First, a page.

November 19, 1998.
To:Strategic Policies and Priorities Committee
Re:Toronto Police Services Board - Update on Police Pursuits
The Budget Committee on November 18, 1998 reports having received as information
the communication (November 9, 1998) from Toronto Police Services Board regarding
the subject matter.
The Budget Committee on November 18, 1998, had before it a report (November 9, 1998)
from the Chairman, Toronto Police Services giving an update on police pursuits.
Item No. 32
c.Chief Financial Officer and Treasurer
Director of Budgets
Chief Administrative Officer
Chairman, Toronto Police Services Board
(Report dated November 9, 1998 addressed to the
Toronto Budget Committee from the
Chairman, Toronto Police Services Board)
It is recommended that this report be received for information.
Council Reference/Background History:
At its meeting on October 26, 1998, the Toronto Police Services Board was in receipt of the
following report SEPTEMBER 24, 1998 from David J. Boothby, Chief of Police:
RECOMMENDATION:THAT the Board receive this report.
At the May 21, 1998 meeting, the Board approved five motions, regarding the Service's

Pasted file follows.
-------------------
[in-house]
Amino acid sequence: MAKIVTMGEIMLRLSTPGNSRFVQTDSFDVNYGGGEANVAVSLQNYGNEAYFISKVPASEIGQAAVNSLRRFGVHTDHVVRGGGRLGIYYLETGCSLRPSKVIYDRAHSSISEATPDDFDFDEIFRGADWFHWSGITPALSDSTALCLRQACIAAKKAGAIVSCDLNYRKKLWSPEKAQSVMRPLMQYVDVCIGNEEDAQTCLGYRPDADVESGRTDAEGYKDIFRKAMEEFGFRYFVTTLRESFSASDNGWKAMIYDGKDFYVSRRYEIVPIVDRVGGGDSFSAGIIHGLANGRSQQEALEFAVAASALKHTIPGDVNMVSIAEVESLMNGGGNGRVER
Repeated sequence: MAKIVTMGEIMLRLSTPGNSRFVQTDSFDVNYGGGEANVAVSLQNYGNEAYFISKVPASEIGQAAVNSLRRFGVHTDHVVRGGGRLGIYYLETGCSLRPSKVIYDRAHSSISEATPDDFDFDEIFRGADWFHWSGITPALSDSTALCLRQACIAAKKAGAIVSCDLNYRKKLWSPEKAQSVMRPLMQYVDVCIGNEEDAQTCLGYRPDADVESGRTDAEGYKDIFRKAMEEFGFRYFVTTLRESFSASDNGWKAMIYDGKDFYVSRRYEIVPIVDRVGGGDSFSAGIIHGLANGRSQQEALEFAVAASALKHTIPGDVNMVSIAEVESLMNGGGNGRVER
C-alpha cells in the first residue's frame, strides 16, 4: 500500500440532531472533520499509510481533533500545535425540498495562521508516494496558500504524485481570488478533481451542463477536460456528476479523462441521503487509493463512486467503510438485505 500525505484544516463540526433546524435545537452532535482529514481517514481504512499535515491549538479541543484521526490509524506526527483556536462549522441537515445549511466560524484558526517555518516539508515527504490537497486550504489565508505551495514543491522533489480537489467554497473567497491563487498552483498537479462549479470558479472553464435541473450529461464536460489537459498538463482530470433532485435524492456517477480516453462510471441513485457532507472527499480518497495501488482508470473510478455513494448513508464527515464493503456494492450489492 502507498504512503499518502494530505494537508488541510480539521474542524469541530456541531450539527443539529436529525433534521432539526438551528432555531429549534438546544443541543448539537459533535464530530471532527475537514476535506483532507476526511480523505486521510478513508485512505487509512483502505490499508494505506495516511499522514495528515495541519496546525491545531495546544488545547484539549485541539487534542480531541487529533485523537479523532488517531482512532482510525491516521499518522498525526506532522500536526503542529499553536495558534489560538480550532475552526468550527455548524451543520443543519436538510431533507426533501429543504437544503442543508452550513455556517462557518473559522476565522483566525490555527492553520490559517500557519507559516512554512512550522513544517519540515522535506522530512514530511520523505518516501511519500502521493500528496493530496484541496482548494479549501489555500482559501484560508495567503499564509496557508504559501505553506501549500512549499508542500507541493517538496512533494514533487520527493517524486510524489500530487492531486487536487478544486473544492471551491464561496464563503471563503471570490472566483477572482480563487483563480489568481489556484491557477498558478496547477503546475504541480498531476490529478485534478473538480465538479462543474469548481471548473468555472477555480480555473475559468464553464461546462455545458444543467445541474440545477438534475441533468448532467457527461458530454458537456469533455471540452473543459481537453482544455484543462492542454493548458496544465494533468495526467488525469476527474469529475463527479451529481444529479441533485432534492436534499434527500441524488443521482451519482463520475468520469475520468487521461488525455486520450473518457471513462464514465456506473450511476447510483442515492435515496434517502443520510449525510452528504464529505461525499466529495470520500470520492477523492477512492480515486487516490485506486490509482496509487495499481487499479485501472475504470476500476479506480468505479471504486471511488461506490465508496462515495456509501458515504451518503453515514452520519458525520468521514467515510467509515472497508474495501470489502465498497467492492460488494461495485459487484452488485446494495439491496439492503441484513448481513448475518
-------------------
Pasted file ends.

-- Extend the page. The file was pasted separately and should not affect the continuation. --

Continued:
internal policy and the Provincial guidelines governing police pursuits. Motion 3 requested a
further report, detailing the progress of Motions 1 and 2, be provided for the July meeting
(Board Minute 252/98 refers).
An interim report was provided for the July meeting, and the Board deferred the final report
until October (Board Minute 306/98 refers).
Motions 1 and 2 are summarised as:
1.information on the methodology and alternative technologies available throughout Asia,
Europe and North America regarding response to emergency calls, and pursuits
2.an analysis of statistical information for pursuit events in Toronto
3.the feasibility of establishing an internal committee to review pursuit situations
SERVICE ABILITY TO RESPOND TO EMERGENCY CALLS
Requests for information concerning response to emergency calls were forwarded globally to
the: New South Wales Police Service, Singapore Police Force, Hong Kong Police Service,
Guardia Civil, The German Federal Criminal Police. Within Canada, the Montreal Urban
Police Service, Calgary Police Force and the Edmonton Police Service were similarly
contacted for policy. In the United States, the Dallas City Police along with the New York
City Police were contacted.
In addition to the correspondence, articles on pursuit policy were retrieved via the Internet
from the New Zealand Police, the Portland Police Bureau and the Virginia Beach Police.
The return communication from the law enforcement agencies, and the articles reviewed did
not provide any answers in terms of methodology or technology, except those presented in